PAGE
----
India is embracing its digital-first future
According to INSEAD, it may just be the most “sweeping revolution you’ve never heard of.” India’s digital population now totals approximately 624 million active online users, according to recent data. And while that seems like a lot, it’s worth noting that this figure represents less than half the country’s population of nearly 1.4 billion people. But that’s changing fast. “Consumers have shifted, en masse, to streaming OTT, and marketers have started to chase those eyeballs,” says Sheeta Goel, the digital marketing head at GSK Consumer Healthcare, India.
For marketers, the scale and speed of this digital revolution present an “immense opportunity,” Tejinder Gill, The Trade Desk’s general manager in India, tells The Current. Global marketers and publishers recognize that digital is fast becoming the primary channel by which to drive business outcomes. “This is the right time to become part of this digital ecosystem,” adds Gill. And this growing demand is a major reason The Trade Desk recently started operations in India.
Without a doubt, the pandemic created a huge challenge to individuals, businesses and society in India, according to Anand Bhadkamkar, the CEO of Dentsu India. At the same time, it also accelerated new behaviors. “The pandemic began to aggressively fuel digital adoption across the country, leading to a 15.3 percent growth over the previous year,” he observes in Dentsu’s “Digital Advertising in India Report, 2021.”
The rapid digitization of the media industry has prompted a dramatic shift in the way Indians consume content online. Figures from a study by Global Web Index indicate that, on average, Indians are spending as many as eight hours a day on the open internet, which includes online content, over-the-top (OTT), and music streaming. At the same time, brands are increasing their spend on platforms across the open internet, outside of the digital duopoly.
Nowhere is this more apparent than in the surge in popularity of streaming services, which makes India a strategic market for international players such as Netflix, Amazon Prime, and Disney+ Hotstar. But it’s not only the global platforms looking to reap the benefits of this lucrative entertainment market — the average age in India is 29 — but also regional players, such as Hoichoi, who are making premium content in languages accessible to all. Lockdown data also reveals that such OTT platforms are finding regional audiences in fast-growing Tier 2 and Tier 3 cities. “The real growth today for any one of us, even for Google and Facebook, is coming from those cities,” says Gill.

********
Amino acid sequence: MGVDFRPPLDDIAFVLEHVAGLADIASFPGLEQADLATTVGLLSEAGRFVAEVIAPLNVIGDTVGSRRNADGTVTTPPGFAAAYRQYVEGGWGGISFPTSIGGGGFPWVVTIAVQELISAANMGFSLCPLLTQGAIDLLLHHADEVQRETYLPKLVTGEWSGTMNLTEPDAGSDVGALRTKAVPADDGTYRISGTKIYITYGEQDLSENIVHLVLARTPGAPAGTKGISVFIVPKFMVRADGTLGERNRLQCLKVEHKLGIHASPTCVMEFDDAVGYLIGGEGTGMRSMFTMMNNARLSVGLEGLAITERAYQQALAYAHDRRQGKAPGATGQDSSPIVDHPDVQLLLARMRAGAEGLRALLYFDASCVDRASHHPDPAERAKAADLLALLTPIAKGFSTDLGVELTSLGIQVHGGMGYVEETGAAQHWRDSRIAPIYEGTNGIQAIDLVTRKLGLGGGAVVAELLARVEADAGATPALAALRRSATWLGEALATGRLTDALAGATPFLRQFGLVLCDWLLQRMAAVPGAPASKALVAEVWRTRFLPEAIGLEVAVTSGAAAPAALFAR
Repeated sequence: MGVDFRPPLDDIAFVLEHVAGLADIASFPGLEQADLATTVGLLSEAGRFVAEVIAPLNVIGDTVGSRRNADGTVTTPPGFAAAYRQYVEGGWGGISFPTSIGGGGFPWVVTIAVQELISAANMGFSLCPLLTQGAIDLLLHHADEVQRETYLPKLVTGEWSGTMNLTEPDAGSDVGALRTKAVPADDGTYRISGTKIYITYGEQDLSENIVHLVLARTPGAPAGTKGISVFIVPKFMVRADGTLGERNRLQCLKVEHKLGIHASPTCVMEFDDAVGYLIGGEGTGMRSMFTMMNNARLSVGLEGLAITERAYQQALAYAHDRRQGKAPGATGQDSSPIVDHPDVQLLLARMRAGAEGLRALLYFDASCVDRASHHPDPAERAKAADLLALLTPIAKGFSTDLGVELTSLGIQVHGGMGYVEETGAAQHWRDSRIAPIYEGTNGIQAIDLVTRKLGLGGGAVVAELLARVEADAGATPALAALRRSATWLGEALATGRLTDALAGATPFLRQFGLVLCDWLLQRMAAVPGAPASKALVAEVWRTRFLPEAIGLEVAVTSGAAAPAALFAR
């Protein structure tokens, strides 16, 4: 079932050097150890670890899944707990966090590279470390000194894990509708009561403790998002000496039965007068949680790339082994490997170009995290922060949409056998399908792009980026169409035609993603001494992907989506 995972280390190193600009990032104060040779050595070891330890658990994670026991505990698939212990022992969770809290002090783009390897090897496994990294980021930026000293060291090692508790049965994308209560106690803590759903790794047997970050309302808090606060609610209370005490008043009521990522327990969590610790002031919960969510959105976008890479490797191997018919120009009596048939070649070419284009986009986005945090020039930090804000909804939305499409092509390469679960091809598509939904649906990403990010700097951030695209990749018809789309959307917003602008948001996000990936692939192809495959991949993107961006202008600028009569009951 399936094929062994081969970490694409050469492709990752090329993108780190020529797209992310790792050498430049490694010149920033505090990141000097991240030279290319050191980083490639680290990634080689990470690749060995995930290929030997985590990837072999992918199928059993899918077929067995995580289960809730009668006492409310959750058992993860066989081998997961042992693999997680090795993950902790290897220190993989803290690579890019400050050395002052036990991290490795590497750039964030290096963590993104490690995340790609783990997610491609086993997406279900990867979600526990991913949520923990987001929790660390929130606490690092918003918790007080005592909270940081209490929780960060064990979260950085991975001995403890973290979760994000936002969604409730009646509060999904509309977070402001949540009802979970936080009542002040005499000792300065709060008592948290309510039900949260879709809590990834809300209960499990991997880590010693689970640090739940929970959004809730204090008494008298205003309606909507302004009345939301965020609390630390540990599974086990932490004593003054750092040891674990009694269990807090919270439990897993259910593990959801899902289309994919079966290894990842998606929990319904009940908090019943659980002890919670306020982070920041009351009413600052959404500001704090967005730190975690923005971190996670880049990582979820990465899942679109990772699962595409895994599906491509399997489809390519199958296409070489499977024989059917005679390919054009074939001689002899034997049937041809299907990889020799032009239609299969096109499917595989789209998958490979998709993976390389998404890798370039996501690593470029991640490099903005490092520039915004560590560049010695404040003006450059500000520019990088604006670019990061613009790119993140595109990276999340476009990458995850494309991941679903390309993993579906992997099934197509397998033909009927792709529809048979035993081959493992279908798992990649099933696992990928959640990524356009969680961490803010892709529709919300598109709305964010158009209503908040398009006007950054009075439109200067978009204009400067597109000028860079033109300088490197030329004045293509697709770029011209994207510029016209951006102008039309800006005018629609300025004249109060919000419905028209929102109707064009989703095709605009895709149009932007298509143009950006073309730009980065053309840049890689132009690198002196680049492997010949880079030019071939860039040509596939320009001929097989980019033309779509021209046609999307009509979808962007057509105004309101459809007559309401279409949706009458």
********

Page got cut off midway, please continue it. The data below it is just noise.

India, like other countries in APAC, is a mobile-first economy, which means lower barriers to affordable access to the internet. Over the last few years, data plans have become cheaper and more affordable, with further momentum from government initiatives to turn the country into a digital-first economy. According to a 2021 study published by InMobi, mobile usage is growing at a record pace when it comes to gaming, entertainment, digital payments and e-commerce.
“Digital marketers today have an incredible variety of choices when advertising on the open internet,” says Gazal Bajaj, the head of media management at Nestle India. “A key challenge we face is optimizing ad spend across devices and channels such as OTT, audio streaming, and mobile in-app while managing ad frequency and ensuring a consistent brand experience. This is precisely what The Trade Desk enables with its programmatic advertising expertise.”
There are many moving parts to India’s burgeoning digital economy, says Gill. For instance, he cites data that reveals Smart TV adoption is set to boom — to over 200 million households — driven in part by smartphone users who want to stream content on a bigger screen. This will further boost OTT, with at least one report estimating that CTV will reach over 40 million households in India by 2025 from about 7 million today.
“Indian marketers are facing a lot of challenges and digital is the fastest-growing piece in this digital ecosystem. CEOs, CFOs and founders are getting more and more interested in what is digital, how it works and the ROI they are getting out of it,” says Gill. “And as this [market grows], they are seeking more transparency from this digital opportunity than other forms of marketing.”